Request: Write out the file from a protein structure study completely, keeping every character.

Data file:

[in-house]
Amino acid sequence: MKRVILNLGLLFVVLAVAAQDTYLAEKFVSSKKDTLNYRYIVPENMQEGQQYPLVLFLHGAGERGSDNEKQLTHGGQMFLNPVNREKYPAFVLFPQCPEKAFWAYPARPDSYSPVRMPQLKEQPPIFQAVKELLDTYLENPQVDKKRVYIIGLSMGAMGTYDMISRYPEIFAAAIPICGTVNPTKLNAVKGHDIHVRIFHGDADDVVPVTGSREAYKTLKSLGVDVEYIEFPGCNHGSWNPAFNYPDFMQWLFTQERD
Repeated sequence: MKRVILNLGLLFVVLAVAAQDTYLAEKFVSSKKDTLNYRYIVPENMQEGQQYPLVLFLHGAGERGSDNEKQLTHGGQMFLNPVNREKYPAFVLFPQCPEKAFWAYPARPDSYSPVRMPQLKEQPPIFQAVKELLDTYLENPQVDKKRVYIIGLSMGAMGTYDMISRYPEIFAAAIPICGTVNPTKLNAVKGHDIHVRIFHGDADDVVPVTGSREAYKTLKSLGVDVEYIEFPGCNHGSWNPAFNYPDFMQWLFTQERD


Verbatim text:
[in-house]
Amino acid sequence: MKRVILNLGLLFVVLAVAAQDTYLAEKFVSSKKDTLNYRYIVPENMQEGQQYPLVLFLHGAGERGSDNEKQLTHGGQMFLNPVNREKYPAFVLFPQCPEKAFWAYPARPDSYSPVRMPQLKEQPPIFQAVKELLDTYLENPQVDKKRVYIIGLSMGAMGTYDMISRYPEIFAAAIPICGTVNPTKLNAVKGHDIHVRIFHGDADDVVPVTGSREAYKTLKSLGVDVEYIEFPGCNHGSWNPAFNYPDFMQWLFTQERD
Repeated sequence: MKRVILNLGLLFVVLAVAAQDTYLAEKFVSSKKDTLNYRYIVPENMQEGQQYPLVLFLHGAGERGSDNEKQLTHGGQMFLNPVNREKYPAFVLFPQCPEKAFWAYPARPDSYSPVRMPQLKEQPPIFQAVKELLDTYLENPQVDKKRVYIIGLSMGAMGTYDMISRYPEIFAAAIPICGTVNPTKLNAVKGHDIHVRIFHGDADDVVPVTGSREAYKTLKSLGVDVEYIEFPGCNHGSWNPAFNYPDFMQWLFTQERD